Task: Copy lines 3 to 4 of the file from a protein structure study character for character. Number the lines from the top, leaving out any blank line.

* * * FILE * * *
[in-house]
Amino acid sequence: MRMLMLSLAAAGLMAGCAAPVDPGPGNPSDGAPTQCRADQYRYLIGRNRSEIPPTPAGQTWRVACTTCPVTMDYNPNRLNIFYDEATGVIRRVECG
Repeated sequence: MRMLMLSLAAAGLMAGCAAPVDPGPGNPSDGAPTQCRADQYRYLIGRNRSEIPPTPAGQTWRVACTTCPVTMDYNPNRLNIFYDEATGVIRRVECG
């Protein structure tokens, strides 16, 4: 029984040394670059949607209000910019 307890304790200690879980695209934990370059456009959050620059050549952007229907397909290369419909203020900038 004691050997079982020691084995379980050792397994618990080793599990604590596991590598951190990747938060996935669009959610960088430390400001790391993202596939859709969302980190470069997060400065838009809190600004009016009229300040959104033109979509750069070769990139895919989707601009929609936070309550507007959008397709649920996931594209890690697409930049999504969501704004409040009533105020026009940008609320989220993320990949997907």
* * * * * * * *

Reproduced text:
Repeated sequence: MRMLMLSLAAAGLMAGCAAPVDPGPGNPSDGAPTQCRADQYRYLIGRNRSEIPPTPAGQTWRVACTTCPVTMDYNPNRLNIFYDEATGVIRRVECG
């Protein structure tokens, strides 16, 4: 029984040394670059949607209000910019 307890304790200690879980695209934990370059456009959050620059050549952007229907397909290369419909203020900038 004691050997079982020691084995379980050792397994618990080793599990604590596991590598951190990747938060996935669009959610960088430390400001790391993202596939859709969302980190470069997060400065838009809190600004009016009229300040959104033109979509750069070769990139895919989707601009929609936070309550507007959008397709649920996931594209890690697409930049999504969501704004409040009533105020026009940008609320989220993320990949997907």